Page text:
It is that time of year again where everything is pumpkins, ghosts, vampires.
Yes, it is Halloween time. Granted in South Africa we don’t do the whole trick a treat thing and now there are still the confinements of Covid-19 restricting us more.
However, we can still enjoy scary stories and even a hike that gets that adrenaline pumped. After all, if you feel alone and missing people, watch a scary movie, then you are not so alone anymore because you hear, see and feel the “monsters” around you…
Haunted Cape Town hikes
So let’s get started and go to the place with the most ghost stories in South Africa – Cape Town.
Cape Town is the oldest city in South Africa, with a heritage of over 300 years old, the Mother City is home to some most beautiful, important historical buildings in the country and the most haunted.
There are three must-do Haunted Hikes in the Western Cape, a fair warning – these hikes are always haunting not just on Halloween.
3 Haunted Cape Town hikes:
- Table Mountain
- The Flying Dutchman, Cape Point
- Spookdraai Hiking Trail – Cape Agulhas
1. Table Mountain
The Ghost of Verlatenbosch is an imperishable tale set on Table Mountain. It is said that a governor of Cape Town made an enemy of a citizen.
The citizen with malevolence in his thoughts created a plan where he gave the governor’s son a beautiful flute as a gift. Unbeknownst to the governor or his son, the flute was once owned by a leper.
Within days of the son playing his flute, he became ill. He was forced into exile in a lonely hut at on the mountain, where he played his flute until he died.
Some say on an early morning or still evening in the forests of Platteklip Gorge on Table Mountain, you can still hear his mournful tune today.
Platteklip Gorge Hiking Trail:
The Platteklip Gorge hiking trail begins on Tafelberg Road, approximately 1.5 km past the Lower Cablecar Station.
This is the most direct route up the mountain and takes between 2-3 hours one-way and it is tough, so you have to be fit but the views are breathtaking.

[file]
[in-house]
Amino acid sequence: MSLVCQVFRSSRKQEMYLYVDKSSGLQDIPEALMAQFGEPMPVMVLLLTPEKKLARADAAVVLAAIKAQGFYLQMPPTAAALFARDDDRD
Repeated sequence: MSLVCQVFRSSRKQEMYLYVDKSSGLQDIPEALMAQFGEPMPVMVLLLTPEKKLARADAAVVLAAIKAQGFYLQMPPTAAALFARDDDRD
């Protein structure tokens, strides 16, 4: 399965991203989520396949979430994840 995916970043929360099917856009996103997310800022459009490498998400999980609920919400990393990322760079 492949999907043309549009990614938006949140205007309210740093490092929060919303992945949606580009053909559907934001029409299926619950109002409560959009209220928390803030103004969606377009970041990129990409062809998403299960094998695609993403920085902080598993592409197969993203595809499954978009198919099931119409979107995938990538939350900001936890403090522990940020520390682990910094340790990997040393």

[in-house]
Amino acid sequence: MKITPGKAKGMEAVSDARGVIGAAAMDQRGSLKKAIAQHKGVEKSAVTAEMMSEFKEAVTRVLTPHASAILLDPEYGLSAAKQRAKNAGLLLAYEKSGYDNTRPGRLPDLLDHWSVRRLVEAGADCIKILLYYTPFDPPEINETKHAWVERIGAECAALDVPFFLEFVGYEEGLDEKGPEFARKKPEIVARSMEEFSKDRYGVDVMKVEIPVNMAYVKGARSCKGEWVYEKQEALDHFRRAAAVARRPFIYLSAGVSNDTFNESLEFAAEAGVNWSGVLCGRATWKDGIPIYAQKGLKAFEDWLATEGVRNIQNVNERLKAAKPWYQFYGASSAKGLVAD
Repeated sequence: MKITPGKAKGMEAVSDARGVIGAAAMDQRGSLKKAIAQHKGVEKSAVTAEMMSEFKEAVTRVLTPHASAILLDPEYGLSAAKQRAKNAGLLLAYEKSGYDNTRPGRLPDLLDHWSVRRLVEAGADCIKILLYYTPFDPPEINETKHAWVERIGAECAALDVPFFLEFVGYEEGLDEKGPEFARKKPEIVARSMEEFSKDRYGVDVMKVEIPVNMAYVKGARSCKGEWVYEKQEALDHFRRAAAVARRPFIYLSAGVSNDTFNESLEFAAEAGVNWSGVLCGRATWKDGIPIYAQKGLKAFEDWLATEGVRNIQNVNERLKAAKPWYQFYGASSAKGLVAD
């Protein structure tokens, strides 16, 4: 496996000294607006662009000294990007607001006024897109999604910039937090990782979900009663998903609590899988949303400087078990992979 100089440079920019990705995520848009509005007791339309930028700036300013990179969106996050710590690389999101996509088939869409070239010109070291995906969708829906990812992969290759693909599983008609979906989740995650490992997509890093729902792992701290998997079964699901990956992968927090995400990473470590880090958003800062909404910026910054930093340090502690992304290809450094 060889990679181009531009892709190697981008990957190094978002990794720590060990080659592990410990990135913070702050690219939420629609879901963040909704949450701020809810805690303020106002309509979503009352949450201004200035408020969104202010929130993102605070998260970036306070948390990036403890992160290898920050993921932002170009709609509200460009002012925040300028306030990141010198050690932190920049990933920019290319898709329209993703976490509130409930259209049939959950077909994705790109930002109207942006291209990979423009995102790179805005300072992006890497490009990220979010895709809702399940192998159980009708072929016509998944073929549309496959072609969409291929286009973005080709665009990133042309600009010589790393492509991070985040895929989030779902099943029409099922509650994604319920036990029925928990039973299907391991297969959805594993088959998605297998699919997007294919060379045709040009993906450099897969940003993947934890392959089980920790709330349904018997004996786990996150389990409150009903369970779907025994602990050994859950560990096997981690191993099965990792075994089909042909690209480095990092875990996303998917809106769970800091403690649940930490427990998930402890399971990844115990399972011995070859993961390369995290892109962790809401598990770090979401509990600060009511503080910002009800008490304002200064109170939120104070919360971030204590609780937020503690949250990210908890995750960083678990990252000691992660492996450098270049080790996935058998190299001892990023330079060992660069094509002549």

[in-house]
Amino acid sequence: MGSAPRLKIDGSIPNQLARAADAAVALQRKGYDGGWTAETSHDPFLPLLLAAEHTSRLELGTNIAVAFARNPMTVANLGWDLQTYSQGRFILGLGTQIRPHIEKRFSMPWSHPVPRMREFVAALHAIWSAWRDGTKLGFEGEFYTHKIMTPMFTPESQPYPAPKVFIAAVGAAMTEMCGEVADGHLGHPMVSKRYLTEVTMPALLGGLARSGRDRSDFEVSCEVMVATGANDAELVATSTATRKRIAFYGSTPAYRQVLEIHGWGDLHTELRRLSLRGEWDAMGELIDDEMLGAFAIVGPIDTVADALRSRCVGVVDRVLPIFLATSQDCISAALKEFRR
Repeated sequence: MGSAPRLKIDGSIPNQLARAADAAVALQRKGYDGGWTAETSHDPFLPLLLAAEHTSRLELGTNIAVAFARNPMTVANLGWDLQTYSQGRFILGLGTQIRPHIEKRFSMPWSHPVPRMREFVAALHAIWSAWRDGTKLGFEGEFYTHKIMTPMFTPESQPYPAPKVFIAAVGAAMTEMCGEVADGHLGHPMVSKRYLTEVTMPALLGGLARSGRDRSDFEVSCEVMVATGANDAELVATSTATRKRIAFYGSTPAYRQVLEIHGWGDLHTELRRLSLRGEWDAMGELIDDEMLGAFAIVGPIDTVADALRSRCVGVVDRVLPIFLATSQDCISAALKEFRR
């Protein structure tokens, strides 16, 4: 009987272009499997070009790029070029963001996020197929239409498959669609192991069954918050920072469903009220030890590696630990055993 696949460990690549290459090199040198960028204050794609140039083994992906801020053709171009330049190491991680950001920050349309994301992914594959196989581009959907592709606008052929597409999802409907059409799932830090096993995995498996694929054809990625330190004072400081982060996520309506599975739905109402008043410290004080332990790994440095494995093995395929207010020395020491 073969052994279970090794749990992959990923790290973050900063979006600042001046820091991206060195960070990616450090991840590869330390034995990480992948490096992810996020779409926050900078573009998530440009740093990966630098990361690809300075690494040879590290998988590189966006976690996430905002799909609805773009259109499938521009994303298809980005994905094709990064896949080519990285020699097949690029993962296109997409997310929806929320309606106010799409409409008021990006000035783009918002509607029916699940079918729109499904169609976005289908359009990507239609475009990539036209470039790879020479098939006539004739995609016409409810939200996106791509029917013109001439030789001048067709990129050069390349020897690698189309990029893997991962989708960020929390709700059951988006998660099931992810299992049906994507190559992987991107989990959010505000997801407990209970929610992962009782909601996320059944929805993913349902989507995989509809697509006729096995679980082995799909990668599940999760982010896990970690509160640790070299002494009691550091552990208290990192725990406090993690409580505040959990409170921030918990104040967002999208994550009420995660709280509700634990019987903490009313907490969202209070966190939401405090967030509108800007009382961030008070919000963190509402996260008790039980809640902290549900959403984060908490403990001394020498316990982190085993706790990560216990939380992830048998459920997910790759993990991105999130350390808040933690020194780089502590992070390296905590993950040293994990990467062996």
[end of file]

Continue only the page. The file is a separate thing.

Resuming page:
Once you reach the top of Table Mountain, more than 1000 meters above sea level, beaches and the ocean below is spectacular. You can see Signal Hill, Devil’s Peak, and Lion’s Head and on a clear day as far as Hout Bay.
It can be cold, wet, and hot on the same day so make sure you have your 12 essentials handy.
The best time of the day to do this hike is early in the morning or later in the afternoon.
According to the locals, Devil’s Peak got its name from the popular legend of the Dutch pirate Van Hunks and his smoking duel with the Devil.
As the story goes Van Hunks was a Dutch pirate who had retired to Cape of Good Hope and escaped his wife’s sharp tongue by spending his days smoking his pipe at his favorite spot on the eastern slopes of Table Mountain.
One day Van Hunks was startled to see a tall stranger sitting exactly where he normally sat.
The mysterious stranger asked the retired pirate if he could spare him a little tobacco and Van Hunks started to boast about the fact that he was the only man who was able to smoke as large a quantity of it as he did.
The stranger replied that he could easily smoke as much, if not more, than the old pirate. Angrily, an indignant Van Hunks challenged the man to a smoking contest.
It was not too long before huge plumes of smoke enveloped them and started creeping up the mountain. Eventually, the whole mountain was covered as clouds of smoke poured over the mountain and enfolding it in a thick misty blanket.
Van Hunks was getting very tired and he noticed that the stranger was also looking very frustrated.
Suddenly the stranger leaned forward and his black hat fell off revealing the devil himself. The devil was furious at having been beaten by a mortal and in a bright flash of lightning Van Hunks and the stranger vanished into the smoke leaving behind a scorched patch of ground.
Now every time the tablecloth appears on the mountain we know that Van Hunks and the Devil are at it again.
The Devil’s Peak Hiking Trail has 3 starting points but for this exercise, we are using Tafelberg Road and is about 2.8 km to the summit and took about 5 hours to complete the round trip including our rest stops.
This is a moderate hike up until you reach the sign Devil’s Peak straight ahead or to the right Newland Ravine.
From there on it is uphill and steep, some places you have to scramble over large builders, and other places are very sandy and not enough grip for your hiking boots – hiking poles are very useful here.
Strong and cold winds often blow over the mountain resulting in temperature drops from 25 degrees to 10 degrees in a blink of an eye, and the mist tends to creep up on you.
The view up to the summit and at the top of the summit is spectacular, it really shows us that there are much more out there then what we think.
For this hike, you will have to be fit and very careful especially with the guts of wind blowing over the mountain.
Remember your 12 Essentials and make sure you are not hiking this alone and that you have a buddy that knows where you are going.
The best time for this hike is early in the morning.